Philosophical Transactions of the Royal Society of London. Series A, Mathematical and Physical Sciences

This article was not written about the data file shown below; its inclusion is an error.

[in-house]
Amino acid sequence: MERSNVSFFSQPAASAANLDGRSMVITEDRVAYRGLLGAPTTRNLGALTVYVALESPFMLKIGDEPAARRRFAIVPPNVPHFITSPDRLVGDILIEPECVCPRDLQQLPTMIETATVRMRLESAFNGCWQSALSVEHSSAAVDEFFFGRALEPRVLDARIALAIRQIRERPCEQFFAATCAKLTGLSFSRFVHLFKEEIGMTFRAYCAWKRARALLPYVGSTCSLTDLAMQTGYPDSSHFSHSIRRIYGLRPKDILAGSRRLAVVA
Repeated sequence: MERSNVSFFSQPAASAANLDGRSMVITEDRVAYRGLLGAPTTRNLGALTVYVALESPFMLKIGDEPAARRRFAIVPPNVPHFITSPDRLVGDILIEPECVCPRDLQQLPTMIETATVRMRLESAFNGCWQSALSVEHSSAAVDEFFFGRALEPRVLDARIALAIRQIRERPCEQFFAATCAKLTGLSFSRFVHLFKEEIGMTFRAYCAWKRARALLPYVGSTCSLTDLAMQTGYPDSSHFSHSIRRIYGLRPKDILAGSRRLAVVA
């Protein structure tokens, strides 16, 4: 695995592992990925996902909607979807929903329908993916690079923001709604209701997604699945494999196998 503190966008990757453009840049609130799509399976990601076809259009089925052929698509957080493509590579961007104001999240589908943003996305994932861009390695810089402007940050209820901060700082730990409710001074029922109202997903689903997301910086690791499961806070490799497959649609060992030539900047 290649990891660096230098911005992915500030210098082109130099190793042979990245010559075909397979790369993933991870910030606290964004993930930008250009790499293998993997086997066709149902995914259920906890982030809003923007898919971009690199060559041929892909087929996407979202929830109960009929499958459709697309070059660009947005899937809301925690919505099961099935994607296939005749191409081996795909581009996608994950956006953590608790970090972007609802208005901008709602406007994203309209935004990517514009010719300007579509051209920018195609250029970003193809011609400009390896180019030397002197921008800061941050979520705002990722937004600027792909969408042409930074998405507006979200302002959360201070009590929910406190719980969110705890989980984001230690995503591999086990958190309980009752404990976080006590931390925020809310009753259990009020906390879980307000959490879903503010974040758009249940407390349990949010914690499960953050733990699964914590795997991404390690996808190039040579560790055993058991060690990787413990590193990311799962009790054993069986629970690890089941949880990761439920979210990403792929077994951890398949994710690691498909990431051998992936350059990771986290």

Sea-bed pressures taken close to the shore-line at St Helena over 39 days are analysed for information on tides, swell, and medium frequency waves. The tidal records are analysed in conjunction with short records taken by others from Ascension, Trindade and Tristan da Cunha Islands. A nine-year series from Simons Bay, South Africa, is also investigated as a possible reference base. It is found to be partially unsuitable on account of a node in the diurnal tides, previously unsuspected, but this itself is relevant to the diurnal cotidal map. A phenomenal monthly tide at Simons Bay, with sidereal rather than anomalistic monthly periodicity, is also noted. Taking a year’s record from Ascension Island as tidal reference, new constants are evaluated for all four islands, and these are used to deduce cotidal maps fo the open South Atlantic. Two types of maps are considered, one a linear interpolation of the constants, the other derived from a locally forced tide (modified by the Earth tide) and a pair of Poincare waves calculated for a ‘(β-plane ’ approximation, assuming constant depth. Although not entirely realistic, the latter scheme fits the semi-diurnal tide data very closely, but not the diurnal data. Both types of map confirm positive semi-diurnal amphidromes, according with the computations of Pekeris and Accad and of Bogdanov and Magarik, and negative diurnal amphidromes according with Dietrich’s maps. Tidal records made at St Helena in 1761 by Maskelyne and Mason provide a unique opportunity to search for possible instabilities in the ocean tides. By careful comparison of the two sets of data, it is concluded that the semi-diurnal tides are virtually unchanged, but there is a significant change in phase of about 10° at all diurnal frequencies which may point to an instability in the diurnal modes in the Atlantic, as suggested by Garrett & Munk from other considerations. A frequency-time plot of the swell wave spectra shows dispersive ridges as found in the Pacific and elsewhere. These point to storm origins principally in the South Pacific and the North Atlantic Oceans. Large-scale ' rollers ’ were not encountered, but there was some evidence that they have similar origins. Medium frequency waves (1 to 30 mHz) were recorded simultaneously at two points round the St Helena coast. Their spectra and coherence were studied with a view to identifying trapped modes. A theory is evaluated for waves trapped by a circular island with paraboloidal shelf (as approximately at St Helena) in contrast to the vertical wall models studied by Longuet-Higgins and others. Its main feature is that resonance peaks are much flatter than in the vertical wall cases, and do not increase with frequency. Analysis of the data shows features in common with the theory up to about 3 mHz and at some other energy peaks, but at higher frequencies there is evidence for energy leakage due to topographical roughness.


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